After downsizing to a bungalow shortly before Christmas, life moved on and we made the most of our situation. In March 2018, we were back at our home in La Liviniere, and when we showed the latest MRI to doctors from the beginning of March, a second emergency operation was recommended. The fantastic neurosurgeon who had previously operated on Collette filled us with optimism and reassured us that in Toulouse ‘we fight’ but, tragically, as he opened her head, he realised that the tumour had grown so much even within three weeks that he wasn’t able to remove it from the new second location. It was now too deeply enveloped around the blood vessels in her brain. Nevertheless, he was able to excise the parts of the tumour that were affecting her mobility which, thankfully, allowed Collette to be able to move for a longer amount of time. I’m enormously grateful for the excellent treatment she had in France; I know it helped to extend her life.
The next month, in April 2018, we were able to return to the UK. By this time, Collette’s treatment had changed to palliative care and the doctors told us to try and enjoy the little time we had left. Over the coming weeks, she declined slowly but was somehow able to muster the energy to complete a couple of adventures left on her bucket list. We took a trip to Dublin to watch Riverdance and, as her mum was Irish, it was a wonderful way to enjoy her heritage and meet relatives. Although I was averse to going away, in case something happened, I’m really glad we shared this time together. We also visited the museum of the Mary Rose in Portsmouth and, although Collette was slowly slipping away from me, I hold this fantastic venture dear to my heart.
By the time we returned from Portsmouth, Collette was in a wheelchair and our lives became centred around carers, commodes and other equipment. The hospice was so good to both Collette and me, offering practical and emotional support. As her life grew closer to the end, the hospice and the fantastic carers made it possible to fulfil her wish of dying in our new home. For four nights a week, a night nurse would visit, meaning I could get some much-needed sleep.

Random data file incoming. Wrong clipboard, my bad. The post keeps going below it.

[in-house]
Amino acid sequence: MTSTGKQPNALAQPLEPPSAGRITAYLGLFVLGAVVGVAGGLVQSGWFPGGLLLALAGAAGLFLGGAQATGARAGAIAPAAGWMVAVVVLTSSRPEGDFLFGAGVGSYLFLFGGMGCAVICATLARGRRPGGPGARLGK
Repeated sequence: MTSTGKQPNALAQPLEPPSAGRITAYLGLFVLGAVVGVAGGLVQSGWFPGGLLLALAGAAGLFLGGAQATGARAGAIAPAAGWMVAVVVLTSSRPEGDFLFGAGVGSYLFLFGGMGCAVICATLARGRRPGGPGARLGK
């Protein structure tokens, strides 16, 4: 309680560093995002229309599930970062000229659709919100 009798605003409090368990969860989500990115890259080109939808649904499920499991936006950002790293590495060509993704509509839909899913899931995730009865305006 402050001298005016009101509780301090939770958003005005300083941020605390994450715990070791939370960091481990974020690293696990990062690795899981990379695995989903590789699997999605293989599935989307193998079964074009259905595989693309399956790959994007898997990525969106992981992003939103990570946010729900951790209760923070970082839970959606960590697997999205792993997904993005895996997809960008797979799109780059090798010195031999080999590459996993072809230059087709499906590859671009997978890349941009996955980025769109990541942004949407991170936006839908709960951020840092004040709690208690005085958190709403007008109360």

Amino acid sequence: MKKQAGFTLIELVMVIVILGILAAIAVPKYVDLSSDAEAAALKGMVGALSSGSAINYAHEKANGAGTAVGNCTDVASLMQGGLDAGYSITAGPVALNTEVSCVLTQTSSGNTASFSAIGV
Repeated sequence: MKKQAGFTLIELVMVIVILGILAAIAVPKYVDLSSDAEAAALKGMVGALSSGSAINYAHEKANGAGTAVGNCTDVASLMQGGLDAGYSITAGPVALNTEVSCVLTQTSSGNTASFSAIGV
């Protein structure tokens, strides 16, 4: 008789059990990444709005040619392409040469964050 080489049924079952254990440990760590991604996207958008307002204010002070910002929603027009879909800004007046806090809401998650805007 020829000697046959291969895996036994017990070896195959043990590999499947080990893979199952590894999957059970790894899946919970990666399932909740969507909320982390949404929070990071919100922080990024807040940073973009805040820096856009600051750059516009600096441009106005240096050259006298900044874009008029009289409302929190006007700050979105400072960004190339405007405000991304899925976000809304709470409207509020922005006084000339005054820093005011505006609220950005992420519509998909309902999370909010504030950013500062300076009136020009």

I could see that she was drifting away from us and, as she slipped into a coma, the feeling of powerlessness was overwhelming. I had done all I could to help her. On the 24th August 2018, I was woken up by the night nurse who told me Collette was about to die. I’m grateful that this allowed me to be with my wonderful wife for one last time.
Life since Collette’s passing has been very difficult and a challenge for me. I’ve been having counselling with the hospice and this has helped me to come to terms with my loss. I have also found travelling and getting back to work has helped to give me purpose and I have plans to explore more of France and Japan. Just the day after her funeral, I attended a conference in Sheffield and I was glad to have something to focus my mind on in this upsetting time. I’ve also found a great deal of comfort in our cocker spaniel, Rhona, who is very affectionate and gives me strength during the dark days. I can’t help but think the tumour has smashed our plans – Collette had so much more life to give and we could have enjoyed travelling and exploring the world.
Now, I’m left with a lot of unresolved emotions and anger at the underfunding for research into brain tumours. I personally feel like there should be more research into different drug combinations and notably immune therapy to be used in the treatment of glioblastoma and also further research into the possible lifestyle factors associated with the disease. I fear that treatment will be hampered by Brexit, for its impact on the NHS and the retention and recruiting of staff, and I wish more could be done to help save the lives of those diagnosed with this merciless disease.
Brain tumours are indiscriminate; they can affect anyone at any age. What’s more, they kill more children and adults under the age of 40 than any other cancer... yet just 1% of the national spend on cancer research has been allocated to this devastating disease.
Brain Tumour Research is determined to change this.